Lexology (11/16/15) Michael C. Wilhelm
A recent federal court case has demonstrated that an applicant’s bilingual language abilities can serve as a legitimate, nondiscriminatory rationale for a hiring decision. In George v. Hennepin County, the plaintiff filed an age discrimination lawsuit after the employer hired a younger candidate for the position he had applied for. The younger candidate was already working at the clinic and had demonstrated the ability to work well with the office’s Spanish-speaking clients. The clinic considered her Spanish abilities sufficient enough for her to qualify as bilingual, and hired her over the 51-year-old plaintiff, who had limited Spanish language ability.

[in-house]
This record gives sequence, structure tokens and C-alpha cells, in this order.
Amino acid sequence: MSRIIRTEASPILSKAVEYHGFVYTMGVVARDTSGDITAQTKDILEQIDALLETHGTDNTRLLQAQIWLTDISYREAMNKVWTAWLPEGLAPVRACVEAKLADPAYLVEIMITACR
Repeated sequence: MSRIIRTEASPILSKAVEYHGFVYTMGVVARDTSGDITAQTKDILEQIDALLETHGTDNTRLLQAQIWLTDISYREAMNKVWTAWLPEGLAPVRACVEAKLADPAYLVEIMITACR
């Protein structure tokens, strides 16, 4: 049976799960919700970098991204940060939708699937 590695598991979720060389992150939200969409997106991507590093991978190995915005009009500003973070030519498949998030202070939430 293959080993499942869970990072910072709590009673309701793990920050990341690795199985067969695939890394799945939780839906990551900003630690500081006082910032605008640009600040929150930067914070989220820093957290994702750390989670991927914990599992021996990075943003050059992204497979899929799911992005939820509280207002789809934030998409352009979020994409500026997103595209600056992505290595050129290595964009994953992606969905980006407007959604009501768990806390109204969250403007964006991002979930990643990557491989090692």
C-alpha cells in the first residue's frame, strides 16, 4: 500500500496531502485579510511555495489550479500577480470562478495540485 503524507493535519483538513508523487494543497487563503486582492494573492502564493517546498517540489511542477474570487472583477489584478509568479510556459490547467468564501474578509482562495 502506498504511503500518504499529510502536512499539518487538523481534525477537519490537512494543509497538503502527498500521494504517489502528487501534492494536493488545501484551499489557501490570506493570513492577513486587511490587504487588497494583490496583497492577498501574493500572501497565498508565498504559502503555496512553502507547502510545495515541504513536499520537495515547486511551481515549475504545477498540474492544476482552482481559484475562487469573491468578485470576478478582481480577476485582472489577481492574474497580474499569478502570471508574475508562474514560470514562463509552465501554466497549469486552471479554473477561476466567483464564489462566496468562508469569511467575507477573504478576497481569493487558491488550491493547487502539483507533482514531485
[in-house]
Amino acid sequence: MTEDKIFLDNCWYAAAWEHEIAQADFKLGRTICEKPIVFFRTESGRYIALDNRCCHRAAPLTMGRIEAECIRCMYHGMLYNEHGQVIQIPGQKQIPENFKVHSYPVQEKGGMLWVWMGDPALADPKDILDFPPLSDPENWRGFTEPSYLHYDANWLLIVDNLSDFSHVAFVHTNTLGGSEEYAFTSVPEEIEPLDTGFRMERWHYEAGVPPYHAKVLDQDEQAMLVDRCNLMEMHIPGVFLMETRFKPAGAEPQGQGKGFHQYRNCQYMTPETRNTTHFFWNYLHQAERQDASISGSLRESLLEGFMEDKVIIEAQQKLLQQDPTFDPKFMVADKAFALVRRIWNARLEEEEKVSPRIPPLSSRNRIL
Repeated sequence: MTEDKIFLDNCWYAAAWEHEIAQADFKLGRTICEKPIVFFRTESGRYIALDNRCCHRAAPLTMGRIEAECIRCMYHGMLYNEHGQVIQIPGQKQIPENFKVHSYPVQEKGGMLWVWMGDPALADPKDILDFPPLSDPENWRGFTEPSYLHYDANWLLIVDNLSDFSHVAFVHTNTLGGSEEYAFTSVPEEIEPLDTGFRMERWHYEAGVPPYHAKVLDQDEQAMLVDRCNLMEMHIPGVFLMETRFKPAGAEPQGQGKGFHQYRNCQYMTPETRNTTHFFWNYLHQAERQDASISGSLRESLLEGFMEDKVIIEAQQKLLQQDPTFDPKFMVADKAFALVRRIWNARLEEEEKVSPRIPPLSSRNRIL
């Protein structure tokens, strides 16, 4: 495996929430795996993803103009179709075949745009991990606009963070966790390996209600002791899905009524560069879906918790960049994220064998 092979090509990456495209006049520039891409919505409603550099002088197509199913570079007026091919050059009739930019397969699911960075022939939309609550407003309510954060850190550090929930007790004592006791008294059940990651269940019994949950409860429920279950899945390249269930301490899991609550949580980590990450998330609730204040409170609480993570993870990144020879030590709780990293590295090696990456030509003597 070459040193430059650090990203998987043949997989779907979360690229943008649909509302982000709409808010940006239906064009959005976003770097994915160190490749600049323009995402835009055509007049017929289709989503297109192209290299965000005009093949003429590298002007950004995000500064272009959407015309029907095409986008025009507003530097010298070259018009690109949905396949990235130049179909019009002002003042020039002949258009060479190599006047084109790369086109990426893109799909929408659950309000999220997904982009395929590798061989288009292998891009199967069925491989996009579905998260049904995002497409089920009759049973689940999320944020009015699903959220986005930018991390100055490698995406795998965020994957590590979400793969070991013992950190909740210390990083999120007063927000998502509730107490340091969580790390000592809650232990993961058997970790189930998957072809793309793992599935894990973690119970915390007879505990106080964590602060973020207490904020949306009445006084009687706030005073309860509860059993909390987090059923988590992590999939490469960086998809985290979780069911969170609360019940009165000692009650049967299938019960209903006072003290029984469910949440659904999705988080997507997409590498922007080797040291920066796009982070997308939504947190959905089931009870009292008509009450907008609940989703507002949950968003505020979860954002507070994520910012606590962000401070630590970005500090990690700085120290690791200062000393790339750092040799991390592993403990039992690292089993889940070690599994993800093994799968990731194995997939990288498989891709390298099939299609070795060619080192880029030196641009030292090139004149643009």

The plaintiff argued, among other things, that the clinic discriminated against her because it did not contact her to determine the extent of her Spanish language abilities, as it did for the younger candidate. The court rejected the plaintiff’s argument, reasoning that the record amply supported the clinic’s need for a bilingual hygienist. The court also found that the clinic adequately explained why it contacted the younger candidate for a better explanation of her Spanish speaking abilities based on prior experience with the younger candidate. As such, the court dismissed the claims on summary judgment.
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